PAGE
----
Back home in Blighty after a great weekend celebrating the launch of God’s Squad CMC’s new chapter in Malta. A great time catching up with club family and mates, and making some new friends too. The sunshine was an added bonus. Continue reading St Paul the Rebel?
Wanna see a revival tonight
Lord, let there be a revival, yeah
I need to see a revival tonight, oh
Wanna see a revival, oh
A bit of a dirty word in some circles, some prefer the gentler “renewal” – but what is it about this idea of “revival” that captures us for good or bad? The sin scandals of tent-revival televangelists used to undermine charismatic belief. The “glory days” of the past world-shaking movements – now studied and dissected in the hope of finding a sliver-bullet to turn the tides of decline in church and religious adherence. It’s fascinating.
This is an abridged version of an essay I recently wrote, if you’d like to read the full thing do be in touch
It’s probably fair to say that the environment in which we share the Bible in the UK has changed radically in the last 100 years. People are bringing different kinds of questions to the table. As one author noted, the air of expectation and hope of the early twentieth century very quickly gave way to the cruel realities of “Auschwitz, Hiroshima and the Gulag Archipelago”. The West’s great hope of self-redemption and apotheosis through science, technology, education and the secular nation state gave way to a climate of fear, mistrust of institutions, and philosophical confusion. Continue reading Hermeneutics for Ragamuffins: Some things a Calvinist has learned from Liberation theology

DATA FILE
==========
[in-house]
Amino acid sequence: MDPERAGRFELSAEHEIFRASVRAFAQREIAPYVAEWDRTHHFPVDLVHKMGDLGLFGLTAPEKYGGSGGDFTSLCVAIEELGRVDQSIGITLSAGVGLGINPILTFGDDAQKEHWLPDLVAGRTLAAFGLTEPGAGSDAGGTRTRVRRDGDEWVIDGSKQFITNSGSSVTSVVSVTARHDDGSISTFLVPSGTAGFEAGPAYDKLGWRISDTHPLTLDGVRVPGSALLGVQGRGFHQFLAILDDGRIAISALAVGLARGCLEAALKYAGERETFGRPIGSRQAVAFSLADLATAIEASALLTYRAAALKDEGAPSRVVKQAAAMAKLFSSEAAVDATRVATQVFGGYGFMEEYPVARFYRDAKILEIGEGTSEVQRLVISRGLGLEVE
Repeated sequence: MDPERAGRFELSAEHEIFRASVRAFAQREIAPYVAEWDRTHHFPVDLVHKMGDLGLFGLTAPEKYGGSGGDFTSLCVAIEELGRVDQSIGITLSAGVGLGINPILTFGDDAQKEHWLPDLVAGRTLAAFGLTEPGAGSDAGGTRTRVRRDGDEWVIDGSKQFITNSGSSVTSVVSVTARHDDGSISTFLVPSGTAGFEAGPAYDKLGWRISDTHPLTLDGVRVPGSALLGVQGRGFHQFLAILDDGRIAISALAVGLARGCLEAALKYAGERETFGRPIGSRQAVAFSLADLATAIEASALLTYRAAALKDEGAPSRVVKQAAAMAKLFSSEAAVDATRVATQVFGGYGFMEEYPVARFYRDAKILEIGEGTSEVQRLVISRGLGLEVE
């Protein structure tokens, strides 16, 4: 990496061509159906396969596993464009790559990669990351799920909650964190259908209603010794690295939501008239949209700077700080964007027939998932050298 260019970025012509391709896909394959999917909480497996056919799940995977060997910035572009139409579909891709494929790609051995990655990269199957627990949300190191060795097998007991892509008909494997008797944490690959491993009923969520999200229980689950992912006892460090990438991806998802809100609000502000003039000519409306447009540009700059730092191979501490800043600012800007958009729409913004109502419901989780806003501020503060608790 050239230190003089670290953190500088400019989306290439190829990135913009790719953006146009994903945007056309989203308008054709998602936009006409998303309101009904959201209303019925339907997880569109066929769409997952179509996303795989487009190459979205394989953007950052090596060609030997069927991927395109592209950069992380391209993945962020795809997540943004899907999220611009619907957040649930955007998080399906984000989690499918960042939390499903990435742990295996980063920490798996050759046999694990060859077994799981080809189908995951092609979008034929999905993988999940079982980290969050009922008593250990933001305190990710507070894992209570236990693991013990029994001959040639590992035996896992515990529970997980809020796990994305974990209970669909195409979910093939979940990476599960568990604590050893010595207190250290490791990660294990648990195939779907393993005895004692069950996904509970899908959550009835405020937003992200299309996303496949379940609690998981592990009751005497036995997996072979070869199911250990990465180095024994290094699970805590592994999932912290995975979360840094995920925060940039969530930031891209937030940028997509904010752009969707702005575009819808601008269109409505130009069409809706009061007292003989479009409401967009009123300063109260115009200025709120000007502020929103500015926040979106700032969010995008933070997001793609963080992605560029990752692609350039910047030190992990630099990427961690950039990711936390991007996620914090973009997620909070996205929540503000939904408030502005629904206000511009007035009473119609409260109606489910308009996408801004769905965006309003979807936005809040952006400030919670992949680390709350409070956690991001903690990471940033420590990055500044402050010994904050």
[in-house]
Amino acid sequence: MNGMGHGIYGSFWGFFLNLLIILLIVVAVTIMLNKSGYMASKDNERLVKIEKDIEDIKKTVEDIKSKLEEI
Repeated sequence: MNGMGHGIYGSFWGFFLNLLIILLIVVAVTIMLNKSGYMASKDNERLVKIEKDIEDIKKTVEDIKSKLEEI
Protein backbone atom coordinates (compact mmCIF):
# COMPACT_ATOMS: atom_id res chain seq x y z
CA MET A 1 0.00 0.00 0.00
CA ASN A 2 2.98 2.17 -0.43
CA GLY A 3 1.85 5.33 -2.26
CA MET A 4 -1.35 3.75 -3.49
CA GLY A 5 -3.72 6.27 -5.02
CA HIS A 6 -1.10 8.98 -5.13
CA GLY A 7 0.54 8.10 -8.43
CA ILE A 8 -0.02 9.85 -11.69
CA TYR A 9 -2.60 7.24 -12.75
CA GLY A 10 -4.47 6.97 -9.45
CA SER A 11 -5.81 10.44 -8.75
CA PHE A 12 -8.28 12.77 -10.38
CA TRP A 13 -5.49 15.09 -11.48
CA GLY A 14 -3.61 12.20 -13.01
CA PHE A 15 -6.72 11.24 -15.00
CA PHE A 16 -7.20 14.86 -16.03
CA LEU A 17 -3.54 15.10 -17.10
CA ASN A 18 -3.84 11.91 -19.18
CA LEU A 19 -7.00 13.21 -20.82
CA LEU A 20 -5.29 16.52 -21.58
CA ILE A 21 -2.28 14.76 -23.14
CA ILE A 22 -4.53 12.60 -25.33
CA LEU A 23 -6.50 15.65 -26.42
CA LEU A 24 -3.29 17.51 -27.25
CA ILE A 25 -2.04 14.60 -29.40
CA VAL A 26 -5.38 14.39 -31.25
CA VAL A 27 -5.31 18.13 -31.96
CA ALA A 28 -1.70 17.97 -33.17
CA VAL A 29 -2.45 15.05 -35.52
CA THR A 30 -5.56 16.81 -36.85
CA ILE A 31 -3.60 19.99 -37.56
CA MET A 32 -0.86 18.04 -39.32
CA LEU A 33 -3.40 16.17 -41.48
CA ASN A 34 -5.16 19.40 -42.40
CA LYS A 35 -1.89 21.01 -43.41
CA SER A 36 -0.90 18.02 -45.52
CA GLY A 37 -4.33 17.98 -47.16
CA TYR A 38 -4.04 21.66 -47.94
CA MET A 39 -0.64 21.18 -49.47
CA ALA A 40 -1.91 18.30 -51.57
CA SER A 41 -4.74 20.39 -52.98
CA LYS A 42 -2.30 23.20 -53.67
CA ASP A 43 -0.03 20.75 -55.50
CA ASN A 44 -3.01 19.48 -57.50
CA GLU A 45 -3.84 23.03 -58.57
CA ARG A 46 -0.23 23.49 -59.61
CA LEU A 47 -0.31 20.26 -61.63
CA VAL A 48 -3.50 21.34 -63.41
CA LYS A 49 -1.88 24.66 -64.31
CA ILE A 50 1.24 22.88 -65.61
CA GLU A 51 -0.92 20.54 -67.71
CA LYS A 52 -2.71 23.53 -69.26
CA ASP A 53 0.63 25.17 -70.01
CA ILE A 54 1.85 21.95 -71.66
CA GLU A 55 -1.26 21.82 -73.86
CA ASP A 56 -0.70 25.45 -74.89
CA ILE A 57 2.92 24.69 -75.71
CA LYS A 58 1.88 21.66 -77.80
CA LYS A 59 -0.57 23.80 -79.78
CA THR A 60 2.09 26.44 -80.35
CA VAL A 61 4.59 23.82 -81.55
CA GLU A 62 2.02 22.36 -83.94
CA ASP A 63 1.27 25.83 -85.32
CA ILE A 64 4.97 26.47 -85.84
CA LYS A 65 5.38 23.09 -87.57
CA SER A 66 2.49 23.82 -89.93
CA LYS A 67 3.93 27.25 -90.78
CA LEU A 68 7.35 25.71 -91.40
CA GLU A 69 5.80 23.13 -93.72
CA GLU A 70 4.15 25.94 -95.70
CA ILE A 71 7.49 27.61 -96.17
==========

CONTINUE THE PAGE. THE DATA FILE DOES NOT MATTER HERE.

They say you can’t steer a stationary ship, and those words took a deeper significance for me about 3 1/2 years ago while sitting astride my old Yamaha motorcycle. I grew up around motorbikes in one way or another, both my parents and my sister had bikes at different stages, but for one reason or another I didn’t get round to taking my test until I was well into my 20s.
Last Sunday I had the great privilege of sharing with St Matthew’s Church Luton on the subject of ‘Good News For The Poor’ :
I recently wrote this piece for the Fresh Expressions website, which can be viewed here. Fresh Expressions is a network of groups trying to ‘do Church’ differently. Hope you enjoy.
I love God, but I really struggle with His fan club sometimes.
I remember writing words to that effect on my MySpace page many years ago in a moment of desperation.
As I write this Jeni and I are sitting on a SleazyJet flight back from Iceland. The reason for our visit was to partake in a ’round-table’ conference for an organisation called ‘Radstock‘.
In simple terms Radstock exist to promote
“Mission at the heart of Local Churches, Local Churches at the heart of mission”.